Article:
There are, however, two major exceptions.

1) Frozen Spinach: both taste and texture is just off.  It was one of the protagonists in *the* worst meal of my life in beautiful Cuzco, Peru unfortunately and since then I can taste frozen spinach in whatever dish it's used. Steer clear, friends.

2) Frozen Mango: One of my top five favorite fruits, a fruit of the gods some would say (and I do), but frozen it's simply egh. The buttery texture is foregone and the sweet delicate trance is completely lacking; what's more it's bland and almost sour. I ran out of frozen blueberries last week (gasp) and had no bananas (double gasp) so I decided to make a delicious yet personally unconventional morning smoothie a la mango lassi. What came out of that blender was utter disaster and I blame it on the frozen mango, of course. I should've known better--It wasn't the first time, but it will definitely be the last.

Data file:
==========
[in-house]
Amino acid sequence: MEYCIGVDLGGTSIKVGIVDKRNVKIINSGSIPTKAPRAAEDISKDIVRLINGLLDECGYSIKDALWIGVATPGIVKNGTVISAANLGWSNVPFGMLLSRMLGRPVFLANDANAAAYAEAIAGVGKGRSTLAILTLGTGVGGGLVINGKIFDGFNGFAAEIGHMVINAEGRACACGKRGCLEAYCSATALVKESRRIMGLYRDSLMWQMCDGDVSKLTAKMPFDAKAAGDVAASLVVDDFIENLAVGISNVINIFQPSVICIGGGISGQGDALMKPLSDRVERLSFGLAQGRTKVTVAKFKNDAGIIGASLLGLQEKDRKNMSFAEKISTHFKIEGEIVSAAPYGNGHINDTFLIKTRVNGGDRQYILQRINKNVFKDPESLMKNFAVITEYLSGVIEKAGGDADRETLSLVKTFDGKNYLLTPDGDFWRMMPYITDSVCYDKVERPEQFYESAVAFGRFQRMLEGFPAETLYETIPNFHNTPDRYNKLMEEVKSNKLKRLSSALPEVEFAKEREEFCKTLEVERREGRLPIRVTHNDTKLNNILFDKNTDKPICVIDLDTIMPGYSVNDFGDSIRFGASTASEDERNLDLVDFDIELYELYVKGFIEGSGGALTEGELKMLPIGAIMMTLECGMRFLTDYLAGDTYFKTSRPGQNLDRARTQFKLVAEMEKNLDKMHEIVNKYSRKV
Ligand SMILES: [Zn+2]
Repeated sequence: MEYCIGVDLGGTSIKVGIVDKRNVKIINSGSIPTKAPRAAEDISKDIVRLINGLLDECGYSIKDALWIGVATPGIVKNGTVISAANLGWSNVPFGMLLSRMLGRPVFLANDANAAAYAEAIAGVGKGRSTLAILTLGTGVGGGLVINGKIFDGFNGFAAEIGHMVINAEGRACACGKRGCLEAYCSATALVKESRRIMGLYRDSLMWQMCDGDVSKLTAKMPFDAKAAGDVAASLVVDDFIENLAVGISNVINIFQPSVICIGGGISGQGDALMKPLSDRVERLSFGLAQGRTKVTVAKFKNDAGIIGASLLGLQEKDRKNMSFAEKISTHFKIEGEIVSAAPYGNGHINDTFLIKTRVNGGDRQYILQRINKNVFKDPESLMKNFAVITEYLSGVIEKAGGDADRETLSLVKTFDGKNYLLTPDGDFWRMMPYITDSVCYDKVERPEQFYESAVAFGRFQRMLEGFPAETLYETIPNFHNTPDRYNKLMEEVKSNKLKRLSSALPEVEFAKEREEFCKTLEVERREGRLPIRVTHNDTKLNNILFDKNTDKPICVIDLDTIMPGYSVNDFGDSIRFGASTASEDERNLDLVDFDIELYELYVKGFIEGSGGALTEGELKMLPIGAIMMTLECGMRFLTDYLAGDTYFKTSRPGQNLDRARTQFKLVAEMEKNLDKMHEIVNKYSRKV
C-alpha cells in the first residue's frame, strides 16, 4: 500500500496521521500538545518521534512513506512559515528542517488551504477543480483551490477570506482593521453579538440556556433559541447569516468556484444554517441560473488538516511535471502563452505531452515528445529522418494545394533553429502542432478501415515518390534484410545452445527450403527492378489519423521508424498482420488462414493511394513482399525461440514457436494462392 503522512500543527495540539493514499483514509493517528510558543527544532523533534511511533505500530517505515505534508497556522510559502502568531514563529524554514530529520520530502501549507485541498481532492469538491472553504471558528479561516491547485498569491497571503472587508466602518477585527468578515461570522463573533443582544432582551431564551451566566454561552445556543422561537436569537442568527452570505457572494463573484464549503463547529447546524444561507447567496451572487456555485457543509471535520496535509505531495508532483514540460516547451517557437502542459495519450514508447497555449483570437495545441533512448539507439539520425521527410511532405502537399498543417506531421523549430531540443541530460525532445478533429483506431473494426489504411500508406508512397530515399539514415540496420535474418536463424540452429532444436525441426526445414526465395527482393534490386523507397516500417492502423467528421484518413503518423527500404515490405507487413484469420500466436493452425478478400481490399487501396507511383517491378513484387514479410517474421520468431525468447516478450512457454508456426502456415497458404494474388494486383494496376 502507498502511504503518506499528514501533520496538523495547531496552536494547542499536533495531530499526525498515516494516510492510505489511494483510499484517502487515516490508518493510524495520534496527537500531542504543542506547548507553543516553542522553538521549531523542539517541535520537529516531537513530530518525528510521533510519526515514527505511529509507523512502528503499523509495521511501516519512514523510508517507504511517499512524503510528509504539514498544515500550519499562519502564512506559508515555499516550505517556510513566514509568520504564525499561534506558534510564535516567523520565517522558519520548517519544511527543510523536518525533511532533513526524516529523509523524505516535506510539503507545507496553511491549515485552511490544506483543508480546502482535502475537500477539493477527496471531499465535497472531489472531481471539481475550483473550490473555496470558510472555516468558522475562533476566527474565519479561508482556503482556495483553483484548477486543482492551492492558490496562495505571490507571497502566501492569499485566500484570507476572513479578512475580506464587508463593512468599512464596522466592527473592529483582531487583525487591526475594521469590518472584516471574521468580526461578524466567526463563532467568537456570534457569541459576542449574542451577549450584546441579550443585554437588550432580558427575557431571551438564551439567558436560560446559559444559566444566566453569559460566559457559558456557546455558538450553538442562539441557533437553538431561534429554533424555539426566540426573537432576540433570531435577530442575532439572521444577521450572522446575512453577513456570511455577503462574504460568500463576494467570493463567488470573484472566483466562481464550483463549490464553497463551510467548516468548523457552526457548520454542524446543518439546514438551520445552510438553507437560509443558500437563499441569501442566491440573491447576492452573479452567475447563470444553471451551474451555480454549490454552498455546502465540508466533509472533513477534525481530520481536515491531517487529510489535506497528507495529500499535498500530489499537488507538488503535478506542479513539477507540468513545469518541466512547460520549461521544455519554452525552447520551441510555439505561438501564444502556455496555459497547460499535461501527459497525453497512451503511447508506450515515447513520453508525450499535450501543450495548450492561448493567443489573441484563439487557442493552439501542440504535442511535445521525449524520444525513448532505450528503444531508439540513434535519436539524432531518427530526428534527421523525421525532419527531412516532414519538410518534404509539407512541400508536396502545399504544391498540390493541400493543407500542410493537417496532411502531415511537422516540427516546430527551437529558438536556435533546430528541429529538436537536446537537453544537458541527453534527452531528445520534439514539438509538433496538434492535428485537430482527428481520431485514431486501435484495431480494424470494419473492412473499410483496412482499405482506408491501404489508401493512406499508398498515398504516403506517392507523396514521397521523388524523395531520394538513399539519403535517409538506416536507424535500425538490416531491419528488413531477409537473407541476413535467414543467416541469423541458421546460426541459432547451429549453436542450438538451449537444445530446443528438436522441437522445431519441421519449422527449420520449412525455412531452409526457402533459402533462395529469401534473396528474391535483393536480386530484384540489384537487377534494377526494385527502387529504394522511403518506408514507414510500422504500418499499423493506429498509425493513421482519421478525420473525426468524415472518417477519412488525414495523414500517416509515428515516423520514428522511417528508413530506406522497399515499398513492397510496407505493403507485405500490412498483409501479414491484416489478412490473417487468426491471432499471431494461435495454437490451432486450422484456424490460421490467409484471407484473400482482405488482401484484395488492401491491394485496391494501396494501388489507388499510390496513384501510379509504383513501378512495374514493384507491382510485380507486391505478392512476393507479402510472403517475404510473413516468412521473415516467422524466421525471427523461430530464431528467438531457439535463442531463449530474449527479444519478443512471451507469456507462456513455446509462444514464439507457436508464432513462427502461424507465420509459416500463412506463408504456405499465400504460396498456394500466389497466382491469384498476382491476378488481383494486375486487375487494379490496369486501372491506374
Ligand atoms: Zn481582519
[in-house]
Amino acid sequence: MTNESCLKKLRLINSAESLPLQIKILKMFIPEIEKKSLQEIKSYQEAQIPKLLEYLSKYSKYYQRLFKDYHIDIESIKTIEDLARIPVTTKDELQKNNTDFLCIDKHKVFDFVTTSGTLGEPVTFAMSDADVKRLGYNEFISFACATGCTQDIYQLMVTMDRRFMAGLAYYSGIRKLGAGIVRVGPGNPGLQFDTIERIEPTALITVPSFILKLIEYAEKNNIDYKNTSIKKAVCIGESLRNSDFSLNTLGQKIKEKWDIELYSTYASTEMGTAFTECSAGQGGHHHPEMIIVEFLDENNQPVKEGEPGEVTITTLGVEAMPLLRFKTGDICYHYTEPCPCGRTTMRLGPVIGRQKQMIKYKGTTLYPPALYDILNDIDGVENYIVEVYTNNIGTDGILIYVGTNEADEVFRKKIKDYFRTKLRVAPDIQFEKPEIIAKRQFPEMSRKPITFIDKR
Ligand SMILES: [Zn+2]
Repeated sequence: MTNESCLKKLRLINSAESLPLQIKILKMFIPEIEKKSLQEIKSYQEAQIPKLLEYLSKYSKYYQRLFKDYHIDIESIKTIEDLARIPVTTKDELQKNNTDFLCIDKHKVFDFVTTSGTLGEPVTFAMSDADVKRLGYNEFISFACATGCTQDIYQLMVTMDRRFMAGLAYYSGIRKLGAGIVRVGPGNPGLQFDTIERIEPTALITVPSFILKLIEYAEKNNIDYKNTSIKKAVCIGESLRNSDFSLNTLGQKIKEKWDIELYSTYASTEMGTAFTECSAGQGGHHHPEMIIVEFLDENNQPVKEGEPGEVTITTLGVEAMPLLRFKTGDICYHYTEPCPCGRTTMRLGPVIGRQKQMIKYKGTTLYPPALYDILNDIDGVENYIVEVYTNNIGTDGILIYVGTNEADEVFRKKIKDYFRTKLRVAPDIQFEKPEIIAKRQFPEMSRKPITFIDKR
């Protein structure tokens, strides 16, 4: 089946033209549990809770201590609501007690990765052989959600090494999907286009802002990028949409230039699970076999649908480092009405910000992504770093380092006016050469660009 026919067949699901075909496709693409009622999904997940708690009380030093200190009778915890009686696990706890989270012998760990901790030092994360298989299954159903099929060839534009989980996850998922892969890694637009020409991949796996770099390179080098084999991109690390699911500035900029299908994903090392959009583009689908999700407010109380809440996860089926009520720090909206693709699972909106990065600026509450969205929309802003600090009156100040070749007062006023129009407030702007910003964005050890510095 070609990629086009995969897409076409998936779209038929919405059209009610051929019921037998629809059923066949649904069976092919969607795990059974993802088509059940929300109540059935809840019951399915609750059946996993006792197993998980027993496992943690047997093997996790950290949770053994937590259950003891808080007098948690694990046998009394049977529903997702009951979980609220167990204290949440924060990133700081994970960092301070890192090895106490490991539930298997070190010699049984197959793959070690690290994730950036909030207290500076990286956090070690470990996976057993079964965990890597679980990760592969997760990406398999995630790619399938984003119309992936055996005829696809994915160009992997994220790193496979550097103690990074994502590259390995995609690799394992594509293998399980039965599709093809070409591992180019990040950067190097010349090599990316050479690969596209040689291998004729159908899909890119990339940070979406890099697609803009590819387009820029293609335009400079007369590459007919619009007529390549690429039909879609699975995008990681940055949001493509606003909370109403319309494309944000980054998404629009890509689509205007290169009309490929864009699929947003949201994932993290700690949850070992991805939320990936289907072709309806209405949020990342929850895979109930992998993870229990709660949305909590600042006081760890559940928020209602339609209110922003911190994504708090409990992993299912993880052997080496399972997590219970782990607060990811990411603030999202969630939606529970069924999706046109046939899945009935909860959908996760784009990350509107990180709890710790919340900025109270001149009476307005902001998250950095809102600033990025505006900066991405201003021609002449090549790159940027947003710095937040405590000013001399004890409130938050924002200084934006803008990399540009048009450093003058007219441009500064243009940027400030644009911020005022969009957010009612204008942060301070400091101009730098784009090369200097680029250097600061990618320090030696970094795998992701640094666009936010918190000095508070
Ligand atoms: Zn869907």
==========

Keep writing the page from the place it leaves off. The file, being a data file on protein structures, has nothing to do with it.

Currently I'm loving frozen artichoke quarters. I saute them with summer squash, capers, and tomatoes with some lemon and white wine buttery (earth balance) sauce and then onto some noodles for a quick Mediterranean summer meal. Yum!

What frozen fruits and veggies do you love and which can you definitely go without?


Vegan shoes?

For me, this sounds crazy. I have (for the most part) only considered my diet to be vegan. I haven't really addressed the other aspects of my life that I can veganize, except for makeup, which I looked into a few months ago.

As I was on my trip to Italy, it occurred to me that I need a new pair of tennis shoes. The ones I currently have were hand me downs from a friend about 3 years ago.....they have made it through numerous gym works outs, runs, climbing Macchu Picchu, and now hiking the Cinque Terre in Italy. On the hike though I realized that the sole is coming apart from the actual shoe. Alas, I need new tennis shoes.